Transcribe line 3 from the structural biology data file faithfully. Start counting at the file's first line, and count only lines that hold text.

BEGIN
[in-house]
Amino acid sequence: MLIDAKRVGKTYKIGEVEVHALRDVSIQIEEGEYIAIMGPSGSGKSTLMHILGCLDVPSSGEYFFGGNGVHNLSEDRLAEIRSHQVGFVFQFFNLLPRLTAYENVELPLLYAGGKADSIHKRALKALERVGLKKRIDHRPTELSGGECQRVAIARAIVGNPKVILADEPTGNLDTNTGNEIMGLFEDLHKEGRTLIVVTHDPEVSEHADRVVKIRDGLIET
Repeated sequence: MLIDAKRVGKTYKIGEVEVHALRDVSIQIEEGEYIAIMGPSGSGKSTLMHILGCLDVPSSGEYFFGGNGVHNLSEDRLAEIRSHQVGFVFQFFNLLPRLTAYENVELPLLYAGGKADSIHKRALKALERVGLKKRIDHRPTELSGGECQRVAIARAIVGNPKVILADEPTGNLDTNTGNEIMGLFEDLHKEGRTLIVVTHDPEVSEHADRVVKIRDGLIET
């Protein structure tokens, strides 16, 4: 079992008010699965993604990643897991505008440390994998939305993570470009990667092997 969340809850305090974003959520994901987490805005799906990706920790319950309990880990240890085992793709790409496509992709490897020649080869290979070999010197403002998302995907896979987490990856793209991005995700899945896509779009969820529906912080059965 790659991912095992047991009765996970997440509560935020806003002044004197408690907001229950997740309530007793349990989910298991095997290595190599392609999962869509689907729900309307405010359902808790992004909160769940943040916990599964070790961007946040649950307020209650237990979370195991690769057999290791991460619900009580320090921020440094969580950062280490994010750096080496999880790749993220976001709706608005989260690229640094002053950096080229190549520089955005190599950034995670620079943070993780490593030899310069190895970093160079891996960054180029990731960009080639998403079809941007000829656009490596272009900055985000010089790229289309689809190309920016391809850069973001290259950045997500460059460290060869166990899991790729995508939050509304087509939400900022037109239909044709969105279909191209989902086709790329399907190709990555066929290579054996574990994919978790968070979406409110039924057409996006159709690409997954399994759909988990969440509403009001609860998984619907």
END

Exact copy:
Repeated sequence: MLIDAKRVGKTYKIGEVEVHALRDVSIQIEEGEYIAIMGPSGSGKSTLMHILGCLDVPSSGEYFFGGNGVHNLSEDRLAEIRSHQVGFVFQFFNLLPRLTAYENVELPLLYAGGKADSIHKRALKALERVGLKKRIDHRPTELSGGECQRVAIARAIVGNPKVILADEPTGNLDTNTGNEIMGLFEDLHKEGRTLIVVTHDPEVSEHADRVVKIRDGLIET